Putting Vulture Funds in Perspective

Daniel Davies has a spirited and intelligent attack on vulture funds, explaining why I’m misguided in my attempts to defend them.

He makes some good points, which I’ll come to in a second. And I do feel a little bit funny positioning myself as an apologist for vulture funds, many of which can be rather unpleasant and sleazy. My point is not (pace the Sunday Times piece) that in and of themselves they’re on the side of the angels. Rather, they’re a necessary and overly-maligned part of the international financial ecosystem, much like the birds after which they’re named.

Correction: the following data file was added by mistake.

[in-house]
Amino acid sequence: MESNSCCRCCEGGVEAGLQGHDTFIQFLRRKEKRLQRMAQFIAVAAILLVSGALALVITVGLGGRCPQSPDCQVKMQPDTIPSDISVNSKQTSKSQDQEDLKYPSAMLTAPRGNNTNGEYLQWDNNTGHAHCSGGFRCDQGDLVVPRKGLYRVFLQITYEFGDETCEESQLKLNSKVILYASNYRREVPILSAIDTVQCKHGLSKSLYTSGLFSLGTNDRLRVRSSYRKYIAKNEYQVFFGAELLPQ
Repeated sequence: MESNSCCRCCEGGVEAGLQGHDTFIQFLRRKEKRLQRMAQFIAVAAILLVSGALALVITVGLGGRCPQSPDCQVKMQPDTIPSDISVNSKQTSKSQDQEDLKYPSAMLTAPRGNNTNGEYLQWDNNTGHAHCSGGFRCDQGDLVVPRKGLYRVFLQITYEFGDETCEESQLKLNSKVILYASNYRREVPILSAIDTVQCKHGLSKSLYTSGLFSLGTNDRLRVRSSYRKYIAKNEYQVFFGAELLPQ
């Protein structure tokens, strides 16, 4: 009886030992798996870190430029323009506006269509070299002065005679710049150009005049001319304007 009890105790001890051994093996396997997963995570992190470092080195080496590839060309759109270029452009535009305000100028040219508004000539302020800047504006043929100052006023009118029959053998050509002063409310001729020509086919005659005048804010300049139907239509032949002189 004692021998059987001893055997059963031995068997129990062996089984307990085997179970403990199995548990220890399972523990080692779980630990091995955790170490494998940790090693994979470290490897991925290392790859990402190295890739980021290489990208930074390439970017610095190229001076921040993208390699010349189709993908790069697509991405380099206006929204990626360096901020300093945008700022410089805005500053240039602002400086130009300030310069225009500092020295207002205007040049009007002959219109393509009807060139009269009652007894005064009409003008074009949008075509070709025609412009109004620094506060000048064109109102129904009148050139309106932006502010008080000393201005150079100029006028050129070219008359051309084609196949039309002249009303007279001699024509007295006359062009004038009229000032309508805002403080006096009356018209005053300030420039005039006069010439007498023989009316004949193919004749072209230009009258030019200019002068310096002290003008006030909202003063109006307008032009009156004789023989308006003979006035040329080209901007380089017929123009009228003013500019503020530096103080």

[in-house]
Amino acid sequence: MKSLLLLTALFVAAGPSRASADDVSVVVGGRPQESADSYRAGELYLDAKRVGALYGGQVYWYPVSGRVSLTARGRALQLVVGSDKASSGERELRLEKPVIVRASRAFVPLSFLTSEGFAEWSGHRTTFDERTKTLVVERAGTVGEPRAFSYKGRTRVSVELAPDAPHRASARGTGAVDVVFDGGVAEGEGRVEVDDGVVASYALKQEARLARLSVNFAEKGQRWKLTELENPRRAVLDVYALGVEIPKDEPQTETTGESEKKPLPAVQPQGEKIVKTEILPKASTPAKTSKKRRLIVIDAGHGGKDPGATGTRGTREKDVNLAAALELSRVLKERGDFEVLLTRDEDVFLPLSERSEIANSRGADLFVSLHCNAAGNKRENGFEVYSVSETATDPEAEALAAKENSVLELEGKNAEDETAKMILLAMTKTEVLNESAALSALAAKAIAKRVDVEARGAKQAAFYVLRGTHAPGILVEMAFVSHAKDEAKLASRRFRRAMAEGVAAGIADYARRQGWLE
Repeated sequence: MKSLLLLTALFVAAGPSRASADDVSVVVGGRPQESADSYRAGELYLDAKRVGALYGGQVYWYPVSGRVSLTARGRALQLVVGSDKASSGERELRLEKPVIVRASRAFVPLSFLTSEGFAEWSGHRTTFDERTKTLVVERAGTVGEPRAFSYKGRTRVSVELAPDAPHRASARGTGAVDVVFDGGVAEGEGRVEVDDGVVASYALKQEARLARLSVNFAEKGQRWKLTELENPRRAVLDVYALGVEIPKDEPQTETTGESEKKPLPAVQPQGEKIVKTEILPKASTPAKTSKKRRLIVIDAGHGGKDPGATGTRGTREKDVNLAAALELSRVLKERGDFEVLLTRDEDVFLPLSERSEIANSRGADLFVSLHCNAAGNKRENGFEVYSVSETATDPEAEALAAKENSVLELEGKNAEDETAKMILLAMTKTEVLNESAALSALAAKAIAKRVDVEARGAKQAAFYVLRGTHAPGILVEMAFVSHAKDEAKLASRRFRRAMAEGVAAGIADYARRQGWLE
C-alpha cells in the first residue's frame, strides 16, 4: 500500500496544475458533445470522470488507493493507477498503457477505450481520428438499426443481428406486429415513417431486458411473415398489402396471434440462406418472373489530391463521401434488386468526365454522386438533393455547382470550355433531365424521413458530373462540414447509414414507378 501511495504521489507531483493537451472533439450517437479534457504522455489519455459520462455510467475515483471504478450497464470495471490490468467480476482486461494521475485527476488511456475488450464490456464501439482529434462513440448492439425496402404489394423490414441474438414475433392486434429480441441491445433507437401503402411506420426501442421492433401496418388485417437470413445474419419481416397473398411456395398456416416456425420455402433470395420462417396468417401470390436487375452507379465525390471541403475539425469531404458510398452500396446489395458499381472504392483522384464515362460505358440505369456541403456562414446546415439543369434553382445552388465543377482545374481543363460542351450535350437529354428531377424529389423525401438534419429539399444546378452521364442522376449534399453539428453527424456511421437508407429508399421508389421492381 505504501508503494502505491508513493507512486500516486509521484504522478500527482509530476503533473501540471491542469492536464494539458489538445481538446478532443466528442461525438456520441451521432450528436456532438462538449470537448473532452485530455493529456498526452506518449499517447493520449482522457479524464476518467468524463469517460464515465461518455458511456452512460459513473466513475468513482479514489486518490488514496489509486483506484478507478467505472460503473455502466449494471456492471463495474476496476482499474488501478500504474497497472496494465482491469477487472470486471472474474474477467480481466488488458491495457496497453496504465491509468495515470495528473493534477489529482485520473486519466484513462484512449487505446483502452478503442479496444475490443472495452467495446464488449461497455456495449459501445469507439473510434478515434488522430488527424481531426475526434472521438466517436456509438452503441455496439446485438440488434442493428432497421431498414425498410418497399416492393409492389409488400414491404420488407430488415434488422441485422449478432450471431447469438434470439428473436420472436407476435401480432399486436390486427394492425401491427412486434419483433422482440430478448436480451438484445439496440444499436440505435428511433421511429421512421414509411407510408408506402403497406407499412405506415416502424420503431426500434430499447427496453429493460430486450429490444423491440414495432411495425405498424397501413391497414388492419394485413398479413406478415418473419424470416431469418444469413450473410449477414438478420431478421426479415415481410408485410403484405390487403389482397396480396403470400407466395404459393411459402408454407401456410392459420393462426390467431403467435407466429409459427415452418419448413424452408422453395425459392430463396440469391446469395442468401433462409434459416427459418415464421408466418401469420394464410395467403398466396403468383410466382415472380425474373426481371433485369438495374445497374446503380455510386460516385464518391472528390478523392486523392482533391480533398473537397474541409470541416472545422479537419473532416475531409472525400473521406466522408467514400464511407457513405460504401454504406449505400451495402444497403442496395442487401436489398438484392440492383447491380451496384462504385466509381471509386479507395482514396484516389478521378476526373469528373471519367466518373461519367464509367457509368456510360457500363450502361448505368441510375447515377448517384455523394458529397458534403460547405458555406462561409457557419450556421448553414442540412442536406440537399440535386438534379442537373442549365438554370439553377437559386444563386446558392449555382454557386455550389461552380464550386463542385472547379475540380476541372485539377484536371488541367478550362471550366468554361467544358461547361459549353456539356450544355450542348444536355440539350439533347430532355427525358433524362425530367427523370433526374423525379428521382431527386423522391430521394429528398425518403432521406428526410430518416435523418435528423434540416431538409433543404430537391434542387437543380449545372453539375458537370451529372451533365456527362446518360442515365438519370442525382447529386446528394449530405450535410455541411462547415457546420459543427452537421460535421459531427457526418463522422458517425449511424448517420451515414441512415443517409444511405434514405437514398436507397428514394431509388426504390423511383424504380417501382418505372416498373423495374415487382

For instance, is it really true that vulture funds are "the patent trolls of international debt, contributing nothing except aggro and making it much more difficult for larger and more responsible players to negotiate sensible debt workouts"? There are two problems with that view. The first is that large banks taking part in responsible debt negotiations are extremely happy to know that vultures are lurking in the background, willing to make life very difficult for the country in question if it doesn’t pay up. It’s pretty much the only negotiating leverage those banks have, since they’re never willing to go to court themselves: if we can’t come to an agreement with you, they essentially say, we’ll sell the debt to someone much less pleasant.